Criteria to define two fields as Primary Key or Unique

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Criteria to define two fields as Primary Key or Unique

Markos
Good Morning,

I am a beginner in database and I'm developing a Database (with Tcl/Tk)
to control the loans of books in a reading room.

Some users will have administrator privileges (to make loans, register
other users etc).

I am creating a table to store login and password to be used in the
authentication of the admin users (admin_user).

Id_user is the primary key of the user table (all users).

I want to avoid two administrators (admin_user) with the same login but
for this I am in doubt if I put the two fields as primary key or as unique:


CREATE TABLE admin_user (
id_user integer,
login text NOT NULL,
password text NOT NULL,
admin_registration_date INTEGER NOT NULL,
id_super_admin INTEGER NOT NULL,
*PRIMARY KEY (id_user, login),*
*FOREIGN KEY(id_**user**) REFERENCES us**er**(id_us**er**)*);


or


CREATE TABLE admin_user (
id_user integer,
login text NOT NULL,
password text NOT NULL,
admin_registration_date INTEGER NOT NULL,
id_super_admin INTEGER NOT NULL,
*UNIQUE (id_user, login),*
*FOREIGN KEY(id_**user**) REFERENCES us**er**(id_us**er**)*);

What are the possible consequences of the two strategies and which would
be the most appropriate?

Thank you,

Markos

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Re: Criteria to define two fields as Primary Key or Unique

Simon Slavin-3
On 17 Jun 2018, at 5:55pm, Markos <[hidden email]> wrote:

> I want to avoid two administrators (admin_user) with the same login but for this I am in doubt if I put the two fields as primary key or as unique:

Your ideas both have different advantages, but are not the normal way to do things.  Try this instead:

CREATE TABLE user (
        id INTEGER PRIMARY KEY,
        login text COLLATE NOCASE NOT NULL UNIQUE,
        password text NOT NULL,
        admin INTEGER DEFAULT 0,
        admin_registration_date INTEGER NOT NULL);

The idea is that you have just one account table.  In that you have everyone, whether they're superadmin, admin or mundane users.  You just have a field saying what kind of account the row represents.  The 'UNIQUE' keyword for the 'login' field has SQLite create its own private index so it can check for uniqueness, and if in other places it needs to look up a login name it will use that index.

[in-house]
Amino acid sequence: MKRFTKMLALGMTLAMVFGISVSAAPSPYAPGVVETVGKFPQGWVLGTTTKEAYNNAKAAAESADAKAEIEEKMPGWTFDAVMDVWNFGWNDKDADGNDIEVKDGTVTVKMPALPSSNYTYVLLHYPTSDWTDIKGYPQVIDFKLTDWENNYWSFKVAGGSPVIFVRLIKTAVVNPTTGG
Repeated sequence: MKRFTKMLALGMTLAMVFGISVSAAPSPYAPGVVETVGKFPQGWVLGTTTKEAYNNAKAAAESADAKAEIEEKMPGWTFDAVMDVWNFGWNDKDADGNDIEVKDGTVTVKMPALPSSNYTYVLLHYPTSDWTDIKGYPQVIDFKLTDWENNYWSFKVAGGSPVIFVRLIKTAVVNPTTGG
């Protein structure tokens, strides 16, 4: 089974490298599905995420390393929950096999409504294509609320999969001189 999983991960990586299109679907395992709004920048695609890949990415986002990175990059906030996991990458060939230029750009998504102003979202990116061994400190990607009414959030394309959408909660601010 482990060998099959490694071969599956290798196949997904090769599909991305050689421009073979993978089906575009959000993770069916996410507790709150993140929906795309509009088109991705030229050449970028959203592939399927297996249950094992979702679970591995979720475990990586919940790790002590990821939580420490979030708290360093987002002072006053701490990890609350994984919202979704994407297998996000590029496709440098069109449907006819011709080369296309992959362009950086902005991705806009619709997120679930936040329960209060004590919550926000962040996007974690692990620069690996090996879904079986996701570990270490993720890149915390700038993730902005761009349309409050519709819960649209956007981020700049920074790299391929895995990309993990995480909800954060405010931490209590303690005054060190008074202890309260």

In the above I have just two values for the admin field.  users are '0' admins are '1' (which SQLite interprets as meaning TRUE).

But you seem to have a superadmin status (presumably you).  So you might prefer '0' for superadmin, '1' for admin, '2' for normal users.  Or some other system that suits you.  Maybe even store the words 'user', 'admin', 'superadmin'.

The use of the 'id' field as INTEGER PRIMARY KEY is a fundamental part of the way SQL tables are often used.  Every row has an INTEGER key, assigned by the SQL engine (you don't set it yourself, automatically incrementing values are set for you).  You never change those values.  And when you need to refer to that entry in other tables (e.g. a foreign key) you use the correct 'id' value, not someone's login name.

See FAQ number 1 in

<https://sqlite.org/faq.html#q1>

Simon.
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Re: Criteria to define two fields as Primary Key or Unique

Keith Medcalf

Also note that you probably want your application to store the password as a salted-hash, and not as a plain-text password.  Otherwise someone could look up the passwords with a text editor ...

---
The fact that there's a Highway to Hell but only a Stairway to Heaven says a lot about anticipated traffic volume.


>-----Original Message-----
>From: sqlite-users [mailto:sqlite-users-
>[hidden email]] On Behalf Of Simon Slavin
>Sent: Sunday, 17 June, 2018 11:30
>To: SQLite mailing list
>Subject: Re: [sqlite] Criteria to define two fields as Primary Key or
>Unique
>
>On 17 Jun 2018, at 5:55pm, Markos <[hidden email]> wrote:
>
>> I want to avoid two administrators (admin_user) with the same login
>but for this I am in doubt if I put the two fields as primary key or
>as unique:
>
>Your ideas both have different advantages, but are not the normal way
>to do things.  Try this instead:
>
>CREATE TABLE user (
> id INTEGER PRIMARY KEY,
> login text COLLATE NOCASE NOT NULL UNIQUE,
> password text NOT NULL,
> admin INTEGER DEFAULT 0,
> admin_registration_date INTEGER NOT NULL);
>
>The idea is that you have just one account table.  In that you have
>everyone, whether they're superadmin, admin or mundane users.  You
>just have a field saying what kind of account the row represents.
>The 'UNIQUE' keyword for the 'login' field has SQLite create its own
>private index so it can check for uniqueness, and if in other places
>it needs to look up a login name it will use that index.
>
>In the above I have just two values for the admin field.  users are
>'0' admins are '1' (which SQLite interprets as meaning TRUE).
>
>But you seem to have a superadmin status (presumably you).  So you
>might prefer '0' for superadmin, '1' for admin, '2' for normal users.
>Or some other system that suits you.  Maybe even store the words
>'user', 'admin', 'superadmin'.
>
>The use of the 'id' field as INTEGER PRIMARY KEY is a fundamental
>part of the way SQL tables are often used.  Every row has an INTEGER
>key, assigned by the SQL engine (you don't set it yourself,
>automatically incrementing values are set for you).  You never change